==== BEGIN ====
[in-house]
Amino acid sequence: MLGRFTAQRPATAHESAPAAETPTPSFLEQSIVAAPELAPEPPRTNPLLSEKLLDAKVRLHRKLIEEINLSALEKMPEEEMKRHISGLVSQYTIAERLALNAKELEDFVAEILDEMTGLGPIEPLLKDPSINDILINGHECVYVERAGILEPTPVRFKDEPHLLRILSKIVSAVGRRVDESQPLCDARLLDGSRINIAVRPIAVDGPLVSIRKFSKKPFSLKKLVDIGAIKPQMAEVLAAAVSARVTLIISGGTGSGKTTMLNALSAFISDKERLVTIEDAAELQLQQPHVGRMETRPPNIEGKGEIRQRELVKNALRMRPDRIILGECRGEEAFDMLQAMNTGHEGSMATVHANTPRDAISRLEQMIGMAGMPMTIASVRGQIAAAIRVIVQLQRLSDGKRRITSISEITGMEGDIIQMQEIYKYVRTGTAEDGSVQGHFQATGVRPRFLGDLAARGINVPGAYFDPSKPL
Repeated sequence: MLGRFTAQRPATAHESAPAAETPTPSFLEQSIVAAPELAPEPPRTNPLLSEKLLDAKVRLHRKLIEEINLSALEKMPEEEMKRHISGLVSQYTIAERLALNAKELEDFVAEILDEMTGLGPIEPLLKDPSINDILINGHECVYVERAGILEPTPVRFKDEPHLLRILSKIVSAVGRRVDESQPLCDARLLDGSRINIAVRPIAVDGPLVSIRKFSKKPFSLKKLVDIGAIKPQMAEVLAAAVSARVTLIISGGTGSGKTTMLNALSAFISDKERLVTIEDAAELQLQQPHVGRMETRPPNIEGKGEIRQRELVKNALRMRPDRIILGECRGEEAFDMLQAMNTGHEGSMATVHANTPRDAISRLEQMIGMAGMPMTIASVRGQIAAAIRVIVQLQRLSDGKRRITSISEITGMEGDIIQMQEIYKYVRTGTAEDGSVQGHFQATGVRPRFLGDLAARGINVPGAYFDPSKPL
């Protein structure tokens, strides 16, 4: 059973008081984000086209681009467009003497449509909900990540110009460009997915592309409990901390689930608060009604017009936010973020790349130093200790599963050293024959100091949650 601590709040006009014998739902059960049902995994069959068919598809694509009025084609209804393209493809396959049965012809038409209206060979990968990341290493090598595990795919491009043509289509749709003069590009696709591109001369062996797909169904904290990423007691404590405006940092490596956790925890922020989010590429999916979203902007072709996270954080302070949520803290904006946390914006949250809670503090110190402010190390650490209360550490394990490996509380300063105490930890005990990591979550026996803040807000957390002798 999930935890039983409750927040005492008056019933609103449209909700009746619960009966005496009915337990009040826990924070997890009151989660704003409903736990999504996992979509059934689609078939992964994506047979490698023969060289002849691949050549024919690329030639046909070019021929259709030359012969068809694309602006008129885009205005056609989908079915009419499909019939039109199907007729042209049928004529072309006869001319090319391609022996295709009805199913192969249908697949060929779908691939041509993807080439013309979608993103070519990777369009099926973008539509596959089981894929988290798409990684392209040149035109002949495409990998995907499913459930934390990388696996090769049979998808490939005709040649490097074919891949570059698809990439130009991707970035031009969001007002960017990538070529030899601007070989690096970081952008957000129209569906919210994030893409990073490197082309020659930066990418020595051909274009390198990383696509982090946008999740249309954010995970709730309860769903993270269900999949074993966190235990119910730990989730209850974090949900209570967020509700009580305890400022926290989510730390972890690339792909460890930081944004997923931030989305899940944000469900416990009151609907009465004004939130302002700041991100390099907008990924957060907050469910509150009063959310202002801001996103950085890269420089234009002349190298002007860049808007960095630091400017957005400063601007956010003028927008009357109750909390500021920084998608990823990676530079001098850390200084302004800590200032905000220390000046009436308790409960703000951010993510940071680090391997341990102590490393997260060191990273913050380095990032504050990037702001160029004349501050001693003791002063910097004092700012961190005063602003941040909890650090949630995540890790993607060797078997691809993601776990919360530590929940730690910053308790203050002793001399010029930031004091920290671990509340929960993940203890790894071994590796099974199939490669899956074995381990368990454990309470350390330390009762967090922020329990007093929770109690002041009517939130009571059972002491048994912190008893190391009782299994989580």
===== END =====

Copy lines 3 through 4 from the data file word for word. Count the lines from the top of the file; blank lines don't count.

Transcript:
Repeated sequence: MLGRFTAQRPATAHESAPAAETPTPSFLEQSIVAAPELAPEPPRTNPLLSEKLLDAKVRLHRKLIEEINLSALEKMPEEEMKRHISGLVSQYTIAERLALNAKELEDFVAEILDEMTGLGPIEPLLKDPSINDILINGHECVYVERAGILEPTPVRFKDEPHLLRILSKIVSAVGRRVDESQPLCDARLLDGSRINIAVRPIAVDGPLVSIRKFSKKPFSLKKLVDIGAIKPQMAEVLAAAVSARVTLIISGGTGSGKTTMLNALSAFISDKERLVTIEDAAELQLQQPHVGRMETRPPNIEGKGEIRQRELVKNALRMRPDRIILGECRGEEAFDMLQAMNTGHEGSMATVHANTPRDAISRLEQMIGMAGMPMTIASVRGQIAAAIRVIVQLQRLSDGKRRITSISEITGMEGDIIQMQEIYKYVRTGTAEDGSVQGHFQATGVRPRFLGDLAARGINVPGAYFDPSKPL
């Protein structure tokens, strides 16, 4: 059973008081984000086209681009467009003497449509909900990540110009460009997915592309409990901390689930608060009604017009936010973020790349130093200790599963050293024959100091949650 601590709040006009014998739902059960049902995994069959068919598809694509009025084609209804393209493809396959049965012809038409209206060979990968990341290493090598595990795919491009043509289509749709003069590009696709591109001369062996797909169904904290990423007691404590405006940092490596956790925890922020989010590429999916979203902007072709996270954080302070949520803290904006946390914006949250809670503090110190402010190390650490209360550490394990490996509380300063105490930890005990990591979550026996803040807000957390002798 999930935890039983409750927040005492008056019933609103449209909700009746619960009966005496009915337990009040826990924070997890009151989660704003409903736990999504996992979509059934689609078939992964994506047979490698023969060289002849691949050549024919690329030639046909070019021929259709030359012969068809694309602006008129885009205005056609989908079915009419499909019939039109199907007729042209049928004529072309006869001319090319391609022996295709009805199913192969249908697949060929779908691939041509993807080439013309979608993103070519990777369009099926973008539509596959089981894929988290798409990684392209040149035109002949495409990998995907499913459930934390990388696996090769049979998808490939005709040649490097074919891949570059698809990439130009991707970035031009969001007002960017990538070529030899601007070989690096970081952008957000129209569906919210994030893409990073490197082309020659930066990418020595051909274009390198990383696509982090946008999740249309954010995970709730309860769903993270269900999949074993966190235990119910730990989730209850974090949900209570967020509700009580305890400022926290989510730390972890690339792909460890930081944004997923931030989305899940944000469900416990009151609907009465004004939130302002700041991100390099907008990924957060907050469910509150009063959310202002801001996103950085890269420089234009002349190298002007860049808007960095630091400017957005400063601007956010003028927008009357109750909390500021920084998608990823990676530079001098850390200084302004800590200032905000220390000046009436308790409960703000951010993510940071680090391997341990102590490393997260060191990273913050380095990032504050990037702001160029004349501050001693003791002063910097004092700012961190005063602003941040909890650090949630995540890790993607060797078997691809993601776990919360530590929940730690910053308790203050002793001399010029930031004091920290671990509340929960993940203890790894071994590796099974199939490669899956074995381990368990454990309470350390330390009762967090922020329990007093929770109690002041009517939130009571059972002491048994912190008893190391009782299994989580």